More to come.

Measles symptoms include a rash that starts on the torso and spreads to the members.


What is the bargain with measles and what do I know?

Measles are very infectious. High. It can be spread by coughing, sneezing, breathing the air with an infected person, sharing food or drink, sharing a cigarette and something, even through a pig with a measles.

The measles virus can survive for several hours in small air links.

Most people will recover but those with a weak or infant immune system may experience serious complications. Those may include encephalitis (infection and inflammation of the brain), meningitis, pneumonia, deafness and liver infection.

Measles in B.C. usually rare and associated with cases of non-vaccinated residents returning from overseas travel.

How do I know if I have a rash?

The incubation period is about 10 days and the symptoms include fever, cough, red nose and red eyes, then a rash that starts on the body and spreads to & # 39 ; r members. The vaccine lasts for at least three days. You may also have small white spaces inside your mouth.

The symptoms can start as soon as one week after being infected.

Some people may have a rash, infectious and do not even know it. Those who have been infected can spread the virus anywhere in four days before four days after a rash appears.

How do I protect against measles? How do I know if I have been vaccinated?

Health officials recommend two doses of the MMR (measles-pump) vaccine to be fully protected against measles. The first immunization is usually accepted during one age, while the second usually comes before starting a kindergarten.

If you are not sure if you have been vaccinated, the first stopping is checking health records.

Having born in or after 1994 here at B.C.? You are likely to be immune because those born in or after 1994 here are B.C. have had two doses of the MMR vaccine (mumps and measles rubella), the first dose when they turn year old and second before starting & # 39 ; r kindergarten, as part of routine vaccinations.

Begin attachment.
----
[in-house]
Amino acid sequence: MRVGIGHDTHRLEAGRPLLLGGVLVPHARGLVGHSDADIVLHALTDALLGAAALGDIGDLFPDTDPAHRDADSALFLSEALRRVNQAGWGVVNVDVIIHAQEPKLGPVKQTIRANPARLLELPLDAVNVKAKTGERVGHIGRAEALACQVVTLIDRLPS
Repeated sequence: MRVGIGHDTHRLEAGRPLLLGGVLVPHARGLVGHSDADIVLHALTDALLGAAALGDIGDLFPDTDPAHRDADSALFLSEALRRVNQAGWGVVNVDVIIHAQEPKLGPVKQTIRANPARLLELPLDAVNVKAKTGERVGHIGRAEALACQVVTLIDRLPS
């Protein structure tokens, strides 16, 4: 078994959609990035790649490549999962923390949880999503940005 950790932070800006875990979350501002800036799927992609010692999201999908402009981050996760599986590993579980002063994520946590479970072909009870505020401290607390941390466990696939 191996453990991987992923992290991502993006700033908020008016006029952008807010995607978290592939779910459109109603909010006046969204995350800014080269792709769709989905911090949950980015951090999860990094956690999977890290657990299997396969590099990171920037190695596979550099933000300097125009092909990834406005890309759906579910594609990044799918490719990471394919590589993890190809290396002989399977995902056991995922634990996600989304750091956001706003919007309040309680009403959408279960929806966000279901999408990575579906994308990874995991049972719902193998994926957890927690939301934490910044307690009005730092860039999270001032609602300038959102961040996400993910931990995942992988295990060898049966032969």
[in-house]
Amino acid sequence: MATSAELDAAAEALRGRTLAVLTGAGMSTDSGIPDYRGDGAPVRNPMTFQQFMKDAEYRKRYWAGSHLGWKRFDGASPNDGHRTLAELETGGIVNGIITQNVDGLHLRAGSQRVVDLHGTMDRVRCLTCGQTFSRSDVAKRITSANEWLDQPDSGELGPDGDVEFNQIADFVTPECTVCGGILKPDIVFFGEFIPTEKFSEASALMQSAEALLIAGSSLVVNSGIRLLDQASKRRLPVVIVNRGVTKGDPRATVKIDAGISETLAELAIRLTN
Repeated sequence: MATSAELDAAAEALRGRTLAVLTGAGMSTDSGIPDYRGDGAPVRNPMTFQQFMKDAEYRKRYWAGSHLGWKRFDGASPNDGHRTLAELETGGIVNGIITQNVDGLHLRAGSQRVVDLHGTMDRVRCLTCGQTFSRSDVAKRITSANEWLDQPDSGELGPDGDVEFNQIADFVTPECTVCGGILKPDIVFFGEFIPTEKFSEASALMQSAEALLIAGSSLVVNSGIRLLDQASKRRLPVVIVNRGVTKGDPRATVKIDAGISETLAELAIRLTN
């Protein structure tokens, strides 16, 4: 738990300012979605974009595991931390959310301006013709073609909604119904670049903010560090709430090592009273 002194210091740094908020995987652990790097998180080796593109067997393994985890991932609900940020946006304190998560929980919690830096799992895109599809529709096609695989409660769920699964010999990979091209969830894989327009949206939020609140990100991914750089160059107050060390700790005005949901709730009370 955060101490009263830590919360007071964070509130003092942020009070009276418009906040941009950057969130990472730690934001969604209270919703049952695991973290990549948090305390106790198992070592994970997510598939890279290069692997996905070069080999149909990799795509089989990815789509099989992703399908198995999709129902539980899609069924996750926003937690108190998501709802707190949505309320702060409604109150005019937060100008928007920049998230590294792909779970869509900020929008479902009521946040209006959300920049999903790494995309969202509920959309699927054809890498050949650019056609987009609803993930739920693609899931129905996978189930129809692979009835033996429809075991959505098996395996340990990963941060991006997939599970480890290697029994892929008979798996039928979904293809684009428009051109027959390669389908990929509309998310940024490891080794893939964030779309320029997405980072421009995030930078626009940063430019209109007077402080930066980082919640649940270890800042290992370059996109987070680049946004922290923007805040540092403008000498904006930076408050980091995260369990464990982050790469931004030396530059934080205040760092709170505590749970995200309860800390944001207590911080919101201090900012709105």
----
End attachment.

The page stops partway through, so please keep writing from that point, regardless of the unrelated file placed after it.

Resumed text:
Born between 1970 and 1994? Go out outside B.C.? You may have received only one dose of the MMR vaccine. You will need a second dose to be protected.

Born before 1970? Or have you already had the measles in the past? You are likely to be immune.

Can not remember if you have had a dose of the vaccine? Canada Center for Disease Diseases states that adults with no evidence of immunity have at least one dose of MMR. It's absolutely safe to get the vaccine again.

Why have some people chosen not to be vaccinated?

Let's have one thing clear: The MMR vaccine is safe and can prevent the disease. But an information notification campaign in recent years has caused a reduction in vaccination rates.

Much of the discomfort is related to a study published in 1998 in The Lancet's medical magazine and allegedly claimed that the vaccine had been in contact with autism. That study has been remembered since then and his author has revoked his license.

Among those who have suffered the study, the Canadian Public Health Agency, the World Health Organization, the British Medical Board, and the American Center for Disease Control, are among other world agencies.

I have not vaccinated and I have been exposed to measles. What now? How do I treat it?

If you have been exposed to measles and you are not vaccinated, you will need to have a dose of the MMR vaccine within 72 hours to come to obvious to prevent the illness.

But wait – do not go to the emergency room or doctor's office without first call. Be very infectious and the last thing you want is to spread it further. Advance demand will allow doctors to make arrangements for you to reach and make sure that you are just from other patients who are vulnerable.

Map of possible measles exposure

Click on the top left corner to expand a list of placements where the measles have been spread. Click on each point to see the date and time of exposure.

-With files from Tiffany Crawford, Postmedia